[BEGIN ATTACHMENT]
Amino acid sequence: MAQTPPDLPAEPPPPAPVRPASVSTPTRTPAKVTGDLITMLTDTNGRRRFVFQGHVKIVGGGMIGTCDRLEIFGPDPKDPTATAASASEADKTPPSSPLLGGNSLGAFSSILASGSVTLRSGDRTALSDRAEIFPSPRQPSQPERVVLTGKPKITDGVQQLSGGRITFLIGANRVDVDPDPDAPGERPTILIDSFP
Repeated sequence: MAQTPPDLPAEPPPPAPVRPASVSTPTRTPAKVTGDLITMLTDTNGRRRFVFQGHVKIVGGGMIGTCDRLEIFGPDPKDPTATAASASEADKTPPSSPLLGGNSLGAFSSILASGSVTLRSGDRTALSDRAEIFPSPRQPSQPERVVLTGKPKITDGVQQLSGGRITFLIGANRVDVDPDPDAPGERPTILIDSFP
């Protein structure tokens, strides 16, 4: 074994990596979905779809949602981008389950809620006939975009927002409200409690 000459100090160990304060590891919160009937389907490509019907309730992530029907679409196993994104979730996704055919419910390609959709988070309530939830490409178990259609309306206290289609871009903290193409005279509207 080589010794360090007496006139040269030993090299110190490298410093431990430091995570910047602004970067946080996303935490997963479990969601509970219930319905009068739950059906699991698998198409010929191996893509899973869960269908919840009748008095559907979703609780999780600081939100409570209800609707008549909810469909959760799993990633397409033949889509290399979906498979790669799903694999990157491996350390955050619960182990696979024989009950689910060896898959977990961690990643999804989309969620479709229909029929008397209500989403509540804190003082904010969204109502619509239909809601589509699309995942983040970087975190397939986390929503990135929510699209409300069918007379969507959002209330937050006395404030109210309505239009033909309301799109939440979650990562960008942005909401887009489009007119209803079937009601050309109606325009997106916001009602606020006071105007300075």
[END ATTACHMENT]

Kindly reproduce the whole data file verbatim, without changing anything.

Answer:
Amino acid sequence: MAQTPPDLPAEPPPPAPVRPASVSTPTRTPAKVTGDLITMLTDTNGRRRFVFQGHVKIVGGGMIGTCDRLEIFGPDPKDPTATAASASEADKTPPSSPLLGGNSLGAFSSILASGSVTLRSGDRTALSDRAEIFPSPRQPSQPERVVLTGKPKITDGVQQLSGGRITFLIGANRVDVDPDPDAPGERPTILIDSFP
Repeated sequence: MAQTPPDLPAEPPPPAPVRPASVSTPTRTPAKVTGDLITMLTDTNGRRRFVFQGHVKIVGGGMIGTCDRLEIFGPDPKDPTATAASASEADKTPPSSPLLGGNSLGAFSSILASGSVTLRSGDRTALSDRAEIFPSPRQPSQPERVVLTGKPKITDGVQQLSGGRITFLIGANRVDVDPDPDAPGERPTILIDSFP
């Protein structure tokens, strides 16, 4: 074994990596979905779809949602981008389950809620006939975009927002409200409690 000459100090160990304060590891919160009937389907490509019907309730992530029907679409196993994104979730996704055919419910390609959709988070309530939830490409178990259609309306206290289609871009903290193409005279509207 080589010794360090007496006139040269030993090299110190490298410093431990430091995570910047602004970067946080996303935490997963479990969601509970219930319905009068739950059906699991698998198409010929191996893509899973869960269908919840009748008095559907979703609780999780600081939100409570209800609707008549909810469909959760799993990633397409033949889509290399979906498979790669799903694999990157491996350390955050619960182990696979024989009950689910060896898959977990961690990643999804989309969620479709229909029929008397209500989403509540804190003082904010969204109502619509239909809601589509699309995942983040970087975190397939986390929503990135929510699209409300069918007379969507959002209330937050006395404030109210309505239009033909309301799109939440979650990562960008942005909401887009489009007119209803079937009601050309109606325009997106916001009602606020006071105007300075």